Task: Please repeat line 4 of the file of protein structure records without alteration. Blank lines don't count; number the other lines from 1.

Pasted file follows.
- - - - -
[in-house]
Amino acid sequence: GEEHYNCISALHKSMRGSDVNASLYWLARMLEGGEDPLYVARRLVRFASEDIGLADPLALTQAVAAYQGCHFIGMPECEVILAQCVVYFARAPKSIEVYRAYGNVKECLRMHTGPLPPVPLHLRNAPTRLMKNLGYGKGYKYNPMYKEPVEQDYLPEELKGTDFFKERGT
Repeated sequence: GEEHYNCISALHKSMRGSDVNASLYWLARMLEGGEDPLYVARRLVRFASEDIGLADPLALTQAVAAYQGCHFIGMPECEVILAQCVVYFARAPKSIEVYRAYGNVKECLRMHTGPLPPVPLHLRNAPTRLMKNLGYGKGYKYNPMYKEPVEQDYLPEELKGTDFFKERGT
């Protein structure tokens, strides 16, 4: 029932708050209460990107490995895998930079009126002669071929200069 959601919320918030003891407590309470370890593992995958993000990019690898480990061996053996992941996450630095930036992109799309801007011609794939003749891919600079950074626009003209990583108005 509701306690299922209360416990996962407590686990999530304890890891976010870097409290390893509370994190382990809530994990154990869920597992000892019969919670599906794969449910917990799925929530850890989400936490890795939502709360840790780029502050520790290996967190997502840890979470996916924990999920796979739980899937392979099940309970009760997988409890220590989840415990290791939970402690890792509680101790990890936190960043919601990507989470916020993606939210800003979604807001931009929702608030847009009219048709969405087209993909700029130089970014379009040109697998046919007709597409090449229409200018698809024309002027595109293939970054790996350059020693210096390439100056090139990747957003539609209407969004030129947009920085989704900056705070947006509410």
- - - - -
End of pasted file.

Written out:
């Protein structure tokens, strides 16, 4: 029932708050209460990107490995895998930079009126002669071929200069 959601919320918030003891407590309470370890593992995958993000990019690898480990061996053996992941996450630095930036992109799309801007011609794939003749891919600079950074626009003209990583108005 509701306690299922209360416990996962407590686990999530304890890891976010870097409290390893509370994190382990809530994990154990869920597992000892019969919670599906794969449910917990799925929530850890989400936490890795939502709360840790780029502050520790290996967190997502840890979470996916924990999920796979739980899937392979099940309970009760997988409890220590989840415990290791939970402690890792509680101790990890936190960043919601990507989470916020993606939210800003979604807001931009929702608030847009009219048709969405087209993909700029130089970014379009040109697998046919007709597409090449229409200018698809024309002027595109293939970054790996350059020693210096390439100056090139990747957003539609209407969004030129947009920085989704900056705070947006509410």